Can an employee with hearing loss from work-related noise exposure get workers’ compensation benefits even if he filed a claim more than two years after being diagnosed with the condition?
The Iowa Court of Appeals found the employee couldn’t collect benefits since, as a “reasonable person,” he should have realized the “nature, seriousness and probable compensable character” of his condition long before he filed his claim.
‘Tinnitus so severe it caused an emotional reaction’
In Havill v. Quaker Oats Company, the employee began working for Quaker Oats in 1984. He applied for workers’ compensation benefits June 18, 2019, claiming hearing loss from noise exposure. The cumulative injury date was listed as June 10, 2019.
The employee’s hearing loss was described as tinnitus “marked by a constant sound of cicadas or crickets in his left ear.” There were multiple incidents and diagnoses involving the employee’s hearing loss in the three years leading up to the filing of the claim, with one episode of tinnitus “so severe it caused him to have an emotional reaction, including the need to lie down.”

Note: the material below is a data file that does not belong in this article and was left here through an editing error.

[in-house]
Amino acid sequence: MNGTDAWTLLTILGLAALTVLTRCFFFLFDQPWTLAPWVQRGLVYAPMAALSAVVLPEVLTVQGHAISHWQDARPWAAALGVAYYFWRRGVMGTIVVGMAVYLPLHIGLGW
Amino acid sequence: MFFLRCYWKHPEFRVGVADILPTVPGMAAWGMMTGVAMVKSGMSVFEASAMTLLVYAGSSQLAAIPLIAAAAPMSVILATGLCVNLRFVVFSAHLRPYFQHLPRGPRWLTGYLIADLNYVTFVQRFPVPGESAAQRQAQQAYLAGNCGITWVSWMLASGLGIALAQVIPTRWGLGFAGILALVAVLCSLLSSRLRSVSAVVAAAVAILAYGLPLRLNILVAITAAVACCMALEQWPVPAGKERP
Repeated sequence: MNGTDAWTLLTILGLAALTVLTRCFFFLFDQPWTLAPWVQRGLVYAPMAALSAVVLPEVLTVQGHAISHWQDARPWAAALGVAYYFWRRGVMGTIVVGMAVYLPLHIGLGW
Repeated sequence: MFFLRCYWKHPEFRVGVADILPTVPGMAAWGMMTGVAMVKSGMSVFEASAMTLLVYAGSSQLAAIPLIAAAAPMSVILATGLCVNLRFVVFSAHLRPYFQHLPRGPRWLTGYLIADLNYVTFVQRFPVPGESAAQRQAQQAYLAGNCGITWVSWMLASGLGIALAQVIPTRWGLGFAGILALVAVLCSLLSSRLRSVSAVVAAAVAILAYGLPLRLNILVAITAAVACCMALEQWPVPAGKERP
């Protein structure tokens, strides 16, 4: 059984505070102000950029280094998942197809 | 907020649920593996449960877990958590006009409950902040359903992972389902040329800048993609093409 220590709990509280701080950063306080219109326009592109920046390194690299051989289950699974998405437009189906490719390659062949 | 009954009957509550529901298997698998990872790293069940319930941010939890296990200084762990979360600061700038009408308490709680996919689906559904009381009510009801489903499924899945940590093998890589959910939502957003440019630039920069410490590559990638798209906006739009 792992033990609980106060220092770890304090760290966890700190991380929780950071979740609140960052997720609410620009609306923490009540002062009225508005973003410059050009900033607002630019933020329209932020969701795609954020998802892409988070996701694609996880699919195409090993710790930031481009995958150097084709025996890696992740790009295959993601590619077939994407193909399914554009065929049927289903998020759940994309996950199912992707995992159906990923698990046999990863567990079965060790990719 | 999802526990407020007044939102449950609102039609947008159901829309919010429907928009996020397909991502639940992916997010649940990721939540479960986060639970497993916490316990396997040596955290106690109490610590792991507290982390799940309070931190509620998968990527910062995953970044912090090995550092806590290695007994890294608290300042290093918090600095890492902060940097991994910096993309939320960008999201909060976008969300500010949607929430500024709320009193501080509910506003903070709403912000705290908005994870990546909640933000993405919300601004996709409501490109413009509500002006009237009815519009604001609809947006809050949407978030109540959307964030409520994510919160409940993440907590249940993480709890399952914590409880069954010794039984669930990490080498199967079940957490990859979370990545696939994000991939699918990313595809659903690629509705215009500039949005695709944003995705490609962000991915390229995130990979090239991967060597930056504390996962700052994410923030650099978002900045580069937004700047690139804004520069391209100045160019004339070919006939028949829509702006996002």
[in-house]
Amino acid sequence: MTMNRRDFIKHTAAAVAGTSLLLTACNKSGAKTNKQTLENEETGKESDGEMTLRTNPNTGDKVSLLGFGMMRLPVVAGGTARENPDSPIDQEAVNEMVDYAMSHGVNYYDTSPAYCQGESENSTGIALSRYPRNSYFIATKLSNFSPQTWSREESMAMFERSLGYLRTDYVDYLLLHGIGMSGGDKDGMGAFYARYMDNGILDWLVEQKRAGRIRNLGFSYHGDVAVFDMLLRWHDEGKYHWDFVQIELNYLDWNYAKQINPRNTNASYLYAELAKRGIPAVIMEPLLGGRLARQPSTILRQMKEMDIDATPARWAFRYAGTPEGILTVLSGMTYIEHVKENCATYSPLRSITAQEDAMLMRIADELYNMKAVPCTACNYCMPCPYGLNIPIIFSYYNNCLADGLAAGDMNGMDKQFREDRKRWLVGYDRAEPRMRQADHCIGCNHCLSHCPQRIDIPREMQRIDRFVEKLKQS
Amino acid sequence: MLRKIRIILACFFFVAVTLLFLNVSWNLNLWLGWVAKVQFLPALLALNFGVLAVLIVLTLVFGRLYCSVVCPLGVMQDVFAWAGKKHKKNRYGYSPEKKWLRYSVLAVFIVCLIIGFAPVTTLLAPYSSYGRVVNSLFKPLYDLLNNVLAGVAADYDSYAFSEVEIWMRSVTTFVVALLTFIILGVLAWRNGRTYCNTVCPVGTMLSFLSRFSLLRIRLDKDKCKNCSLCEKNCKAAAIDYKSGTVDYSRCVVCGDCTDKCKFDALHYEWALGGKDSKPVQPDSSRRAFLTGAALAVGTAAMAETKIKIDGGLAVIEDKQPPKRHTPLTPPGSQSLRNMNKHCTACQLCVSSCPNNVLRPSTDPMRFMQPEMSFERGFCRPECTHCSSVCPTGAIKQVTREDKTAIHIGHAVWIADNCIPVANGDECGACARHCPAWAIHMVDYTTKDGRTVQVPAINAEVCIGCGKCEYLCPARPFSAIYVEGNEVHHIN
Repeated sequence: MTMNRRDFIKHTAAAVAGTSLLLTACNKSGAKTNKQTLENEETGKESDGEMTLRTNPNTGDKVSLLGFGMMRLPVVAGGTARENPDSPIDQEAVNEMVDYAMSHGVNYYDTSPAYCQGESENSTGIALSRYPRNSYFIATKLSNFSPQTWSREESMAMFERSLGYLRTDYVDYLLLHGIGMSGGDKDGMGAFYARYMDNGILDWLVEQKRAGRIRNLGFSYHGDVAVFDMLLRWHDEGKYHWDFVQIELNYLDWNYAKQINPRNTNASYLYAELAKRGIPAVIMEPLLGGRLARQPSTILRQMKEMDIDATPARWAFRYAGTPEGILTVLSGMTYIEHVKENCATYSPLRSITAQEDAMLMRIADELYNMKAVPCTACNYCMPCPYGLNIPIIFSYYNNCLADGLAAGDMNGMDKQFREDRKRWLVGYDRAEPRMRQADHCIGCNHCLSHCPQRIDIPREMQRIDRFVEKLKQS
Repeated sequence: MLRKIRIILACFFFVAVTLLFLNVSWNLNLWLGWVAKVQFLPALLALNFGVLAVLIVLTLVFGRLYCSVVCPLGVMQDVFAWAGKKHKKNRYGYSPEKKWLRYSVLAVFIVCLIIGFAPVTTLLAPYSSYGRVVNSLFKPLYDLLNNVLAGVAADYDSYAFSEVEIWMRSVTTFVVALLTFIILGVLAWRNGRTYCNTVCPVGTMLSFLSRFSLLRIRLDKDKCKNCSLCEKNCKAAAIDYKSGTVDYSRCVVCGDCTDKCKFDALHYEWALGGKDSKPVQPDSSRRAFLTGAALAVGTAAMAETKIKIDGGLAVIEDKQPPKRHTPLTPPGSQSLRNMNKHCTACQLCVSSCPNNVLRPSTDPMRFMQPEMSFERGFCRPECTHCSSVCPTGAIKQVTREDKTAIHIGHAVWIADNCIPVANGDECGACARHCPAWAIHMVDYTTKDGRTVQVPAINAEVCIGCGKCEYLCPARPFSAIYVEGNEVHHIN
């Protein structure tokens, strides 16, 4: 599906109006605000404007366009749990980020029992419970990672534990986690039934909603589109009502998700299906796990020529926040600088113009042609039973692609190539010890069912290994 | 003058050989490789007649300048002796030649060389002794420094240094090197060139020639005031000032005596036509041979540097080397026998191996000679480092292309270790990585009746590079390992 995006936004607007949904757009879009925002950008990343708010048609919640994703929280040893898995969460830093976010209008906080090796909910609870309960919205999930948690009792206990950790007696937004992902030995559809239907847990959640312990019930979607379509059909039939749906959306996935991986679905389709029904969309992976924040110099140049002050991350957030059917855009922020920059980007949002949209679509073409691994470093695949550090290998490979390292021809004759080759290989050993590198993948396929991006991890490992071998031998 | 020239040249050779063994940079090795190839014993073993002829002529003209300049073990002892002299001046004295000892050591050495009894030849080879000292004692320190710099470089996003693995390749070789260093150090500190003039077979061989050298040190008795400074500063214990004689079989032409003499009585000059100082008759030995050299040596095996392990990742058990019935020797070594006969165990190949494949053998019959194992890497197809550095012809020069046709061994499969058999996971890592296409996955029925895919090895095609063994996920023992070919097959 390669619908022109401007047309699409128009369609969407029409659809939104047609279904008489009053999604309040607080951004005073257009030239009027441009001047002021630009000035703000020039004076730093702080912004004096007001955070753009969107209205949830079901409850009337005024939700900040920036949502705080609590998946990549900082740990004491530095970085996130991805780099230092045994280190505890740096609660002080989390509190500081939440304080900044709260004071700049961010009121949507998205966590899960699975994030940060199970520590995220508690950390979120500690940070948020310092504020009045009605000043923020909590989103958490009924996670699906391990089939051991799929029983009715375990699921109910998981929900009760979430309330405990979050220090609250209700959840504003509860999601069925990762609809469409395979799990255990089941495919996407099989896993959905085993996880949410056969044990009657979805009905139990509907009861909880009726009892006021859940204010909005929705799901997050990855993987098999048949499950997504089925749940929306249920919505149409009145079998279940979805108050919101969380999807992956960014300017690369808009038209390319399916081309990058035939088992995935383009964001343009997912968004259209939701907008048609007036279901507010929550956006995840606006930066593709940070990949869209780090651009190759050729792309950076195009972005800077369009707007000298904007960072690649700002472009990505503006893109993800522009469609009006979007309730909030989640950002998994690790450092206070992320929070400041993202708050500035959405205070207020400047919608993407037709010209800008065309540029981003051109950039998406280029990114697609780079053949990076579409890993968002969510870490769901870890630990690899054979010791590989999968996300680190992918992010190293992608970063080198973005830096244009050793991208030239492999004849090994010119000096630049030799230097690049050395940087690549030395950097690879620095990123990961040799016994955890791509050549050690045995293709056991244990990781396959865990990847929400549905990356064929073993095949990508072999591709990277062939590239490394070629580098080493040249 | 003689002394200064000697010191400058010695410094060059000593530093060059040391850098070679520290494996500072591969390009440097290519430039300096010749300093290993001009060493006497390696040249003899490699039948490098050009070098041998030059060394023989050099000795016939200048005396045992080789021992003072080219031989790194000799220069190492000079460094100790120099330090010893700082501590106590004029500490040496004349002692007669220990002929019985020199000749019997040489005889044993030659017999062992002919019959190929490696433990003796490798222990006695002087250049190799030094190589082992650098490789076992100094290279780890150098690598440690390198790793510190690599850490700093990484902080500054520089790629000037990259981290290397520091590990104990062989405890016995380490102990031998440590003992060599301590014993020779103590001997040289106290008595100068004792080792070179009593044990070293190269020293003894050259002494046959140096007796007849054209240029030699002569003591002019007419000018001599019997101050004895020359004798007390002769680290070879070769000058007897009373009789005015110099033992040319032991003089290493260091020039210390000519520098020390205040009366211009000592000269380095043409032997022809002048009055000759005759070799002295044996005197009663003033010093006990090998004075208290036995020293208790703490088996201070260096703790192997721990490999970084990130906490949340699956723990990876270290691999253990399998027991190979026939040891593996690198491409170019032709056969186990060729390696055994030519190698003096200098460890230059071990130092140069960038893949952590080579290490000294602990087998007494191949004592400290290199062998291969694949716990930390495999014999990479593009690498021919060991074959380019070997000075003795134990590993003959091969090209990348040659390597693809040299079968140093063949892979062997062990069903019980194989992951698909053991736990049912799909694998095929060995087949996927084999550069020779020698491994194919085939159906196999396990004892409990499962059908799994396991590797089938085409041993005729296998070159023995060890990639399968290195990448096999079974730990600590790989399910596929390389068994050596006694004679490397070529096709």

In response to the claim, Quaker Oats argued it was barred by the two-year statute of limitations since the employee knew, or should have known, by fall 2016, the nature of his tinnitus condition, its seriousness, and its possible compensable nature.
A deputy workers’ compensation commissioner, the workers’ compensation commissioner and a district court all agreed with Quaker Oats, finding that the employee’s claim was barred by the statute of limitations.
Should’ve been aware based on earlier diagnoses
On appeal, the employee claimed he wasn’t aware the condition was serious enough to have a permanent adverse impact on his employability before July 14, 2017. But the appeals court found several medical diagnoses from earlier in the same year should have caused him to realize he had a condition that may have been compensable.
Ultimately, this led the appeals court to uphold the lower court decision denying the employee workers’ compensation benefits.